COLOR OUT OF SPACE gets 8/10 Purple prose

Directed by Richard Stanley

Starring Nicolas Cage, Joely Richardson, Madeleine Arthur


Classic horror writer H.P. Lovecraft’s brand of horror often brings a rather particular set of challenges with it. After all, the Elder Gods and the strange beings that exist under them are often referred to as indescribable or unfathomable. Impossible creatures whose very existence breaks the rules that humankind thought governed reality, and sends those that witness them tumbling towards madness.

Yet it’s a challenge that numerous filmmakers have taken on, either with official adaptations of the popular pulp writers’ work, or drawing inspiration from his richly twisted mythos. Lovecraft’s 1927 short story The Colour Out of Space has seen a number of versions, from producer Roger Corman’s Die Monster Die! (1965), to¬†The Curse (1987), to a few indie and foreign outings. Even Annihilation (2018) owes some of its deformed alien DNA to this piece of prose. So how does Richard Stanley (Hardware) tackle a colour that is beyond human comprehension, and an alien intellect bent on not merely conquering, but becoming all that it encounters?

Frankly, he does this with a lot of purple, and a bravado piece of filmmaking that manages to take audiences on a wild ride.

The everyday farm life of the Gardner’s is thrown into chaos when a meteor crashes into their property. The chunk of space debris glows a strange colour unlike anything they have ever seen before and attracts lightning from the sky. Over the next few days increasingly strange events begin to happen, and Lavinia Gardner (Madeleine Arthur) soon starts to believe that the rock harbours an otherworldly presence.

Stanley brings an almost painterly eye to this film, balancing that terror and lunacy with some genuine cinematic beauty. It’s amazing how much tension he can create with a purple gel light and a whistle. The first part of the film is filled with existential dread, as reality starts to change due to the meteor’s influence over the surroundings. It’s a disorientating attack across a number of fronts, that conveys the usual growing confusion and slow slide towards insanity that is so predominant in Lovecraft’s works. As it reaches a tipping point, Color Out of Space shifts to full-blown cosmic horror, revelling in gore and twisted flesh, that would do Carpenter or Cronenberg proud.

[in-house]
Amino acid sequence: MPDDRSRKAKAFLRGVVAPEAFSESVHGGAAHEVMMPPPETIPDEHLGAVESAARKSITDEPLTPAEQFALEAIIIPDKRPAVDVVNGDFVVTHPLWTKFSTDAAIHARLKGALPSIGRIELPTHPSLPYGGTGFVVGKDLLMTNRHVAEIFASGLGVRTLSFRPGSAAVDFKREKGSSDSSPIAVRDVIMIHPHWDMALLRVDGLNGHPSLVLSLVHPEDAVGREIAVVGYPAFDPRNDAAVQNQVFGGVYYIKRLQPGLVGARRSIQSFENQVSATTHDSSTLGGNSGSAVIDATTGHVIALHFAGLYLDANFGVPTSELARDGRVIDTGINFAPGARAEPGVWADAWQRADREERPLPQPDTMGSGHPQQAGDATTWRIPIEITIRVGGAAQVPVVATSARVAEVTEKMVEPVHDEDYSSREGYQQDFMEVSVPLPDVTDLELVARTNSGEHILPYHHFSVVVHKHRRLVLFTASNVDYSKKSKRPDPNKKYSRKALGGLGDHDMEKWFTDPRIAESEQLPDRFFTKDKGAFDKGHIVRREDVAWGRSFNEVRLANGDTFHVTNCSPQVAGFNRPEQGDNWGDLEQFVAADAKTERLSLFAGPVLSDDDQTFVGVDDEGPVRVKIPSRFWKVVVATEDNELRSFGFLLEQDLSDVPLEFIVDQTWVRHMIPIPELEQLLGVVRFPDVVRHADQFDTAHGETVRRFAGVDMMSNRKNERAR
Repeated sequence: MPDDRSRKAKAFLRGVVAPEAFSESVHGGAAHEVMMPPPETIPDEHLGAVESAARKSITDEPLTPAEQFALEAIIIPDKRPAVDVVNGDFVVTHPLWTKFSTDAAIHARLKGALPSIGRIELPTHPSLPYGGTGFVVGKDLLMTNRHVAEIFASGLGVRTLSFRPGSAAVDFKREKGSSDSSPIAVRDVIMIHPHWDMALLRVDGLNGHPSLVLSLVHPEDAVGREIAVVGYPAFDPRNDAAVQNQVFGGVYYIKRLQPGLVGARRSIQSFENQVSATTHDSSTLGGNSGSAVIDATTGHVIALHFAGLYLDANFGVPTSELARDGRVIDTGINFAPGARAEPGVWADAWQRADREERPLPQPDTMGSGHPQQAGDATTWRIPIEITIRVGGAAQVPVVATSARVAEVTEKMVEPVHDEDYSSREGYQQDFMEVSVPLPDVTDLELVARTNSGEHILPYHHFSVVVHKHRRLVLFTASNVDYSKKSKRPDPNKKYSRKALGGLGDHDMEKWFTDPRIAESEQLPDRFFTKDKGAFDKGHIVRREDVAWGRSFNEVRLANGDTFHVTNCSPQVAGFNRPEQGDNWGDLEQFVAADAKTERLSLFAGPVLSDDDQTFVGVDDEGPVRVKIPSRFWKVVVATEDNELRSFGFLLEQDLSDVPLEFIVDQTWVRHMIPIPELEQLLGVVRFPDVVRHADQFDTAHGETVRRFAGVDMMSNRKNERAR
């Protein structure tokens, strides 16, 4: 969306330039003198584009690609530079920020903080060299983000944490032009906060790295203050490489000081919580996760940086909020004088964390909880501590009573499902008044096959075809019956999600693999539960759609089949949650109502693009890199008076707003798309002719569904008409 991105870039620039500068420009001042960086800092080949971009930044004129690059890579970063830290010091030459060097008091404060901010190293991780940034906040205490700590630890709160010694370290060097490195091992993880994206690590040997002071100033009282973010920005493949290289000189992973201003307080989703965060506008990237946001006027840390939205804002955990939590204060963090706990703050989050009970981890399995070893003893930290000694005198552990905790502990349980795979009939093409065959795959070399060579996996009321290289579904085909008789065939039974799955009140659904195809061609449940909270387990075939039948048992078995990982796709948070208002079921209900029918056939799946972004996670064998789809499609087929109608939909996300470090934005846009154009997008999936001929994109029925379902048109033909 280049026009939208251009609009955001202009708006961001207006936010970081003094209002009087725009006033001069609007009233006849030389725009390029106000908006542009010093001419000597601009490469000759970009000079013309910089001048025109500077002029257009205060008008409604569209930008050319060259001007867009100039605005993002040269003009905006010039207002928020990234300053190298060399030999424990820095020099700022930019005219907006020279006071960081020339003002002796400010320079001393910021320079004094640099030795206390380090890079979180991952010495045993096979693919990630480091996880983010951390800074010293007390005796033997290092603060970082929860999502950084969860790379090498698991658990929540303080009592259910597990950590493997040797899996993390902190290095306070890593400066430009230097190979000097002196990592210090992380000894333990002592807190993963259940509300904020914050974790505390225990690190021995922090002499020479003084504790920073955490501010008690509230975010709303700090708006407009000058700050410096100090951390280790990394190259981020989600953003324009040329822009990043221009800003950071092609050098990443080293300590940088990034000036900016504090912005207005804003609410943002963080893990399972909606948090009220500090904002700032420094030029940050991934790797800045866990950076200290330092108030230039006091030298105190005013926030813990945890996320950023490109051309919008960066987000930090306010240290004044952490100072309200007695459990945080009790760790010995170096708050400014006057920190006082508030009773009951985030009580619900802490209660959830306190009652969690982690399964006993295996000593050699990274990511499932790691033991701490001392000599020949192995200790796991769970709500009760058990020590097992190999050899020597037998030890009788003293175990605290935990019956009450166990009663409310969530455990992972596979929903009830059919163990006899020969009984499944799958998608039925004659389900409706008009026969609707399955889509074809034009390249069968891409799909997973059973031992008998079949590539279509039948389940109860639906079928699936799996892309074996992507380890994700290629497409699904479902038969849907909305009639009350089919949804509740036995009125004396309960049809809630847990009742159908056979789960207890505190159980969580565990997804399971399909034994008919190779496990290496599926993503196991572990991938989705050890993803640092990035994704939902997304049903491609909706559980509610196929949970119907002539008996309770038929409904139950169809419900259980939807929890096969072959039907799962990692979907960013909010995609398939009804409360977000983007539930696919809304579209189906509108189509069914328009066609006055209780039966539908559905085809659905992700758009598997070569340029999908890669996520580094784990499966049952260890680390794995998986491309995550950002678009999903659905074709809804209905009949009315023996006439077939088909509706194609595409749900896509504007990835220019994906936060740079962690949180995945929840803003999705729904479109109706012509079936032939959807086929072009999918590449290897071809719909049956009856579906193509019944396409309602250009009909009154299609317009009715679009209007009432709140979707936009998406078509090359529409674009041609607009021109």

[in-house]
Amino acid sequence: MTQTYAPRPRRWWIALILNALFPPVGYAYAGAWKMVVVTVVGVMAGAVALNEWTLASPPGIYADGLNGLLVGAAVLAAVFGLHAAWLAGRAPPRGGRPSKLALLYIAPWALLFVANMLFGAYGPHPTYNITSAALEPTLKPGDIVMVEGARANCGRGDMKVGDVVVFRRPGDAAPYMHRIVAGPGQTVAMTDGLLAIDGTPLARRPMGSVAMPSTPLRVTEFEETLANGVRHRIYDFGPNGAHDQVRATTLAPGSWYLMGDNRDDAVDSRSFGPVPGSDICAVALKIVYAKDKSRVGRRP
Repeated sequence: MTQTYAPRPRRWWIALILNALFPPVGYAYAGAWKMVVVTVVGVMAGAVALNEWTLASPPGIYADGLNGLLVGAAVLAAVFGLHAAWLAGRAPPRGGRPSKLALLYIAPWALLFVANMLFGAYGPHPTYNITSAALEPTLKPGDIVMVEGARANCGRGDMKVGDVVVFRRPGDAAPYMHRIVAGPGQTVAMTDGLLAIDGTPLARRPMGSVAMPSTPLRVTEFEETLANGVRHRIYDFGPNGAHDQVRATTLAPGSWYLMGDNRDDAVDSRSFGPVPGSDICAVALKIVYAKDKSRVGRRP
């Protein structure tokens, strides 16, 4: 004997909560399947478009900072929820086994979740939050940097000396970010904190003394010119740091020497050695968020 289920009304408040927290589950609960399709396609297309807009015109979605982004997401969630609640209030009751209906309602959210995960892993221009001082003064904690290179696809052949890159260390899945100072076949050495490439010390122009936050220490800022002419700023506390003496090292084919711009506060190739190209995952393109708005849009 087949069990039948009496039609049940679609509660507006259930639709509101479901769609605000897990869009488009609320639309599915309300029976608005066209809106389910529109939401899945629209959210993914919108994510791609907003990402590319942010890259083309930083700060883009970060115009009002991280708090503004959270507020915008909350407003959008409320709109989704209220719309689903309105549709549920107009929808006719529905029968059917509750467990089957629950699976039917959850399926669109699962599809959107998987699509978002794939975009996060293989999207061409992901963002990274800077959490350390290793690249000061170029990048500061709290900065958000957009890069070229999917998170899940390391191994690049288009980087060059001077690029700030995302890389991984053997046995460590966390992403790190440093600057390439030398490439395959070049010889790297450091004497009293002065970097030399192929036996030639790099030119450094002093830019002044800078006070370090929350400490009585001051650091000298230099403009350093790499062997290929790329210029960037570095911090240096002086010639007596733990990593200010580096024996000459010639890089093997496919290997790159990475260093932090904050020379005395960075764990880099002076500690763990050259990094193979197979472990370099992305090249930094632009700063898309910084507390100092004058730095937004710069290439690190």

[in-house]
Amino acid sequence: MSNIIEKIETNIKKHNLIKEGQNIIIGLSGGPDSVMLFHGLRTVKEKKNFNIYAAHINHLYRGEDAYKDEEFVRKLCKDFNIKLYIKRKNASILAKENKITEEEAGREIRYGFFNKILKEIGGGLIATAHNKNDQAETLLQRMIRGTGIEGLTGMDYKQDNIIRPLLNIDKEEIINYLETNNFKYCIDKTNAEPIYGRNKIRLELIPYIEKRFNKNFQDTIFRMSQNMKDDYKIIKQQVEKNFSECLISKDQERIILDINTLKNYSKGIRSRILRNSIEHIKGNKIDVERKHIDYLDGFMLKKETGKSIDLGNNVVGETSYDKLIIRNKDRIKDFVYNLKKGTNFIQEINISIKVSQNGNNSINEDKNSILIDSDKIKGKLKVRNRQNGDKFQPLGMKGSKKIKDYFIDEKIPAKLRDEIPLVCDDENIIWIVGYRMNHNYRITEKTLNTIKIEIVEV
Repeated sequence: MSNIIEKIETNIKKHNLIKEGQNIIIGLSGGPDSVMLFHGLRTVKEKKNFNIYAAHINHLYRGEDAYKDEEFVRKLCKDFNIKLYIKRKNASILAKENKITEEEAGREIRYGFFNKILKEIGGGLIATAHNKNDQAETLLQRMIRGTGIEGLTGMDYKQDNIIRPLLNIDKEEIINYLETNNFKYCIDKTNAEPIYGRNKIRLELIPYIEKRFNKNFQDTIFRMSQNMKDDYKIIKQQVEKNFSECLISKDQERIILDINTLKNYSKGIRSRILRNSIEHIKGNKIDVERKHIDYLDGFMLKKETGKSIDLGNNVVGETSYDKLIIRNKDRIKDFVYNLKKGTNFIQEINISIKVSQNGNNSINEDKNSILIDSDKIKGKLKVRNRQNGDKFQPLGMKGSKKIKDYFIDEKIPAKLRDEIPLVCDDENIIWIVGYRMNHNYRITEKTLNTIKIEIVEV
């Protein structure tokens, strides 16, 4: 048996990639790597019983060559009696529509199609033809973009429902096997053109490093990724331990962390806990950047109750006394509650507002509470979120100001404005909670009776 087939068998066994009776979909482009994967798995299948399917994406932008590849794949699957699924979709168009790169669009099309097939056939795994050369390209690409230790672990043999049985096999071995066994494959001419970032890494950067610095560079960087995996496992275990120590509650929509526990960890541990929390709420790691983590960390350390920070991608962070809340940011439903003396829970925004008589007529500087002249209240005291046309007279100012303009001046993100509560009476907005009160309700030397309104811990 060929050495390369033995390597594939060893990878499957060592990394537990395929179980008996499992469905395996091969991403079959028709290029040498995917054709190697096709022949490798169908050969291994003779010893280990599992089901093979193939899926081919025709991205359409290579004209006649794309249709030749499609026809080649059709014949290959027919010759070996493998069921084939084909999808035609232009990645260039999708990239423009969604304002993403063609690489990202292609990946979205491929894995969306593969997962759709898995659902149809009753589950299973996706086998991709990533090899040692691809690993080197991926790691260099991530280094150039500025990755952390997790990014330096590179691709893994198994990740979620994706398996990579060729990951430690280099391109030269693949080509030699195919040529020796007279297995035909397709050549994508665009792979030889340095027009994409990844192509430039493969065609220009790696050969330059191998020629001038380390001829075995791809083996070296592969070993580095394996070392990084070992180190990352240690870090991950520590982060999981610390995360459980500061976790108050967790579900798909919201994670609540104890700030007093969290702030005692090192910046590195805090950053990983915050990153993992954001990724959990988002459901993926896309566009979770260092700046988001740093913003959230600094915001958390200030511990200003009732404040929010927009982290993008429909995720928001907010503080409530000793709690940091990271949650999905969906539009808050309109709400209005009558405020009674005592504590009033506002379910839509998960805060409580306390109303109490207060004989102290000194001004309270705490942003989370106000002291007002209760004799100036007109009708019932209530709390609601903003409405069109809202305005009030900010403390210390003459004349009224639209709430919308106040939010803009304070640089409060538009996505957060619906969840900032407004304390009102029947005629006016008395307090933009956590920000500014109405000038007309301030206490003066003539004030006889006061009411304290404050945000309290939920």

When it does undergo this shift, that sense of subtlety that characterised the first half of the film is abandoned, revealing a brave and bold assault on the senses. At times this goes a little too far, tipping over to the point of parody, but Stanley keeps it on a mostly even keel. As such Nicolas Cage (as the father of the Gardner clan) is the perfect actor to convey this, with a career dominated by outlandish over the top performances, but also capable of conveying quiet introspection. Here he’s given full sway, ramping up the performance as the film progresses, and almost perfectly charting the Gardner family’s descent into the swirling madness brought to them from beyond the stars.

It’s an audacious film, and one that at times pitches itself too far beyond the pale, but that is what we love about it. Color Out of Space is an imperfect piece lacking a little in thematic depth beyond the terror that the original short story conveys, but a film that will entertain and excite. This is the sort of horror film that you can easily see building a following years after its release, as Color Out of Space manages to convey the cosmic horror of Lovecraft’s lore in a compellingly beautiful fashion.


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